Review by Brian Clegg

Comments

Popular posts from this blog

Tim Harford - Four Way Interview

Photo by Frank Monks Tim is an economist, journalist and broadcaster. He is author of the million-selling The Undercover Economist. Tim is a senior columnist at the Financial Times, and the presenter of Radio 4’s More or Less the iTunes-topping series Fifty Things That Made the Modern Economy, and the podcast Cautionary Tales. Tim has spoken at TED, PopTech and the Sydney Opera House. He is an associate member of Nuffield College, Oxford and an honorary fellow of the Royal Statistical Society. Tim was made an OBE for services to improving economic understanding in the New Year honours of 2019. His latest book is How to Make the World Add Up . Why statistics? Statistics tend to be viewed as a vector for misinformation - hence the popularity of Darrell Huff's book How To Lie With Statistics (said to be the most popular book about statistics ever written) and numerous modern classics such as Bad Science and Innumeracy. But statistics are also a vital tool for understanding the world

There are Places in the World where Rules are Les Important than Kindness - Carlo Rovelli ****

This is, without doubt, Carlo Rovelli's best book. I have not been impressed by his previous popular science titles - too much purple prose and not enough depth. But in this collection of wide ranging short articles, he has found his metier, able to flit from interest to interest, often captivating with his enthusiasm for everything from Nabokov to Newton’s alchemy. And, unlike its predecessors, this book is a decent length. Rovelli is clearly far more interested in philosophy than many physicists, rightly criticising those who make blanket denials of its value. A good number of the pieces touch on philosophy and its application to science, on subjects from quantum mechanics to consciousness. However, having as he does a scientific viewpoint, those who are put off by philosophy should still find the pieces interesting, if challenging to their prejudices. Some of the articles are solid science - for example a trio of articles on black holes. Others take us into perhaps surprising as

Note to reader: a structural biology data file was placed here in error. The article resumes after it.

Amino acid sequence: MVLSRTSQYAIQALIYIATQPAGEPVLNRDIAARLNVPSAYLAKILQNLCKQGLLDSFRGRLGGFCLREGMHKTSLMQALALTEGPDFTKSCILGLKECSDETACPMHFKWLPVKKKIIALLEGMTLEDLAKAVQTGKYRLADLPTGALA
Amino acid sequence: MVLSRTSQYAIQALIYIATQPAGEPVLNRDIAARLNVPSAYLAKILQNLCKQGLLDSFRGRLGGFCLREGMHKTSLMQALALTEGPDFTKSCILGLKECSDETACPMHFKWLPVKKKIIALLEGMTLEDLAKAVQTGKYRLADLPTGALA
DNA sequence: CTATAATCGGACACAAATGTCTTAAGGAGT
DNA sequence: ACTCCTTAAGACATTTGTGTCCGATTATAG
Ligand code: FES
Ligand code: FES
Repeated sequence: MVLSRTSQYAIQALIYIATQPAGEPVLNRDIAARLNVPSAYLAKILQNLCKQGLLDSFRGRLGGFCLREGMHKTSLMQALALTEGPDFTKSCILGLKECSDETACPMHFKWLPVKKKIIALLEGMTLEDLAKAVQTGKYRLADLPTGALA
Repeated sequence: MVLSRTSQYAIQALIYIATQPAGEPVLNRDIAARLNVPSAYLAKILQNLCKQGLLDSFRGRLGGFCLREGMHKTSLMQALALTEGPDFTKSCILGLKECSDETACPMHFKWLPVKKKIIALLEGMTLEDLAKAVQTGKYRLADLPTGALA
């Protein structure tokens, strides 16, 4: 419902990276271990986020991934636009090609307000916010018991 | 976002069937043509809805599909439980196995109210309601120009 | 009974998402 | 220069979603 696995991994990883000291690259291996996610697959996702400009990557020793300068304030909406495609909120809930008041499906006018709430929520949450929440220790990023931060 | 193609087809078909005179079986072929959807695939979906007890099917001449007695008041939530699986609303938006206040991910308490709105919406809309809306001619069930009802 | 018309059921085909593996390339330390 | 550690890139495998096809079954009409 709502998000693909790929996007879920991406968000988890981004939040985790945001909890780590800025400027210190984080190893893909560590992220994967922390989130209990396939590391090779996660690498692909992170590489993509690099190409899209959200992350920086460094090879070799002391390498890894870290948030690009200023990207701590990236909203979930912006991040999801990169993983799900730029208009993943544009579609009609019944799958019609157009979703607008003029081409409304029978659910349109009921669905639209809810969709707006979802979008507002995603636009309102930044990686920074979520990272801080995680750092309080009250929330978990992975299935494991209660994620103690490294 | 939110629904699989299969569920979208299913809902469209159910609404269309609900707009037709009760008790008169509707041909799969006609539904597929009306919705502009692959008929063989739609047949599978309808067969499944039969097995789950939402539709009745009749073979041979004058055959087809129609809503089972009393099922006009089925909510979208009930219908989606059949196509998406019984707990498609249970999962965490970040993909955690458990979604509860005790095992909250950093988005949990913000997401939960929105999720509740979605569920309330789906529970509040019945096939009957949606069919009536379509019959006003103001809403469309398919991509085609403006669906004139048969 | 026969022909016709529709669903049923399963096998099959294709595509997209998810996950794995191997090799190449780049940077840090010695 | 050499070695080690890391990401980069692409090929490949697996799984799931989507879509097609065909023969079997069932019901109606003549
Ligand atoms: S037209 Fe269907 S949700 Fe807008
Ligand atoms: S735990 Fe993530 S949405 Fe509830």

Cosmic Odyssey - Linda Schweizer *****

Based on its generic-sounding title, you might expect this to be a broad-ranging history of astrophysical concepts – and if you buy it on that basis you won’t be disappointed. From stellar evolution and the structure of galaxies to supermassive black holes, quasars and the expansion of the universe, Linda Schweizer shows – in admirably non-technical detail – how our understanding of the fundamental pillars of modern astronomy developed over several decades from a standing start. In spite of that, this isn’t a generic history at all. It has a very specific remit, encapsulated in the subtitle: ‘How Intrepid Astronomers at Palomar Observatory Changed our View of the Universe’. California’s Palomar Observatory is home to the ‘200-inch’ (5.1 metres – the diameter of the main mirror) Hale telescope, which was the premier instrument for optical astronomy from its inauguration in 1949 until the Hubble telescope became fully operational 45 years later. This was perhaps the most eventful and fas